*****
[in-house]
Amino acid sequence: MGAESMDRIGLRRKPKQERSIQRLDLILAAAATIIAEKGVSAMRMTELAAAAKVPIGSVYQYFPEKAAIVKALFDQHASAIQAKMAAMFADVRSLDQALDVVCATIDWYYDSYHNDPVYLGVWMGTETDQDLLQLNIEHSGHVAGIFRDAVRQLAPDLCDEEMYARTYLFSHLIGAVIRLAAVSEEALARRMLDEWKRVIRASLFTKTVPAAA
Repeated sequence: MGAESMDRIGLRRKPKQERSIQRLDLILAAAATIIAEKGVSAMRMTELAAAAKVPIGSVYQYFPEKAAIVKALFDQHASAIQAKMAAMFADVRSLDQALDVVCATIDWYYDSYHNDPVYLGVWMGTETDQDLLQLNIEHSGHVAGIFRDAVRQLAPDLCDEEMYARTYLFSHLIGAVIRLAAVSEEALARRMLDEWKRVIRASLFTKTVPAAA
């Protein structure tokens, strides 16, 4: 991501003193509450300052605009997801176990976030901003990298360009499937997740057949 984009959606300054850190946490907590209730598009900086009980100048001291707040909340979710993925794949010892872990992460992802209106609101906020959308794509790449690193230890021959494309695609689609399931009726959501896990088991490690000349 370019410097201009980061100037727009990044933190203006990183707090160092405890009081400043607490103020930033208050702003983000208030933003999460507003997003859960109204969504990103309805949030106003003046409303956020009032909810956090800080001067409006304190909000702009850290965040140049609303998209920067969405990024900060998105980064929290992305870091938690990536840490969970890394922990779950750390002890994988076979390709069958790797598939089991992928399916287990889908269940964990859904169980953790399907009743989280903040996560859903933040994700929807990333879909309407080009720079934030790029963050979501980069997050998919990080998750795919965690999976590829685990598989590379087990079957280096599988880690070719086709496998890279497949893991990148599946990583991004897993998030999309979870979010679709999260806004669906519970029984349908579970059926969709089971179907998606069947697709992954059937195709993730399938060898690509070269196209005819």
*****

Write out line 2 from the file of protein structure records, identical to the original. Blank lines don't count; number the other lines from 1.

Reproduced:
Amino acid sequence: MGAESMDRIGLRRKPKQERSIQRLDLILAAAATIIAEKGVSAMRMTELAAAAKVPIGSVYQYFPEKAAIVKALFDQHASAIQAKMAAMFADVRSLDQALDVVCATIDWYYDSYHNDPVYLGVWMGTETDQDLLQLNIEHSGHVAGIFRDAVRQLAPDLCDEEMYARTYLFSHLIGAVIRLAAVSEEALARRMLDEWKRVIRASLFTKTVPAAA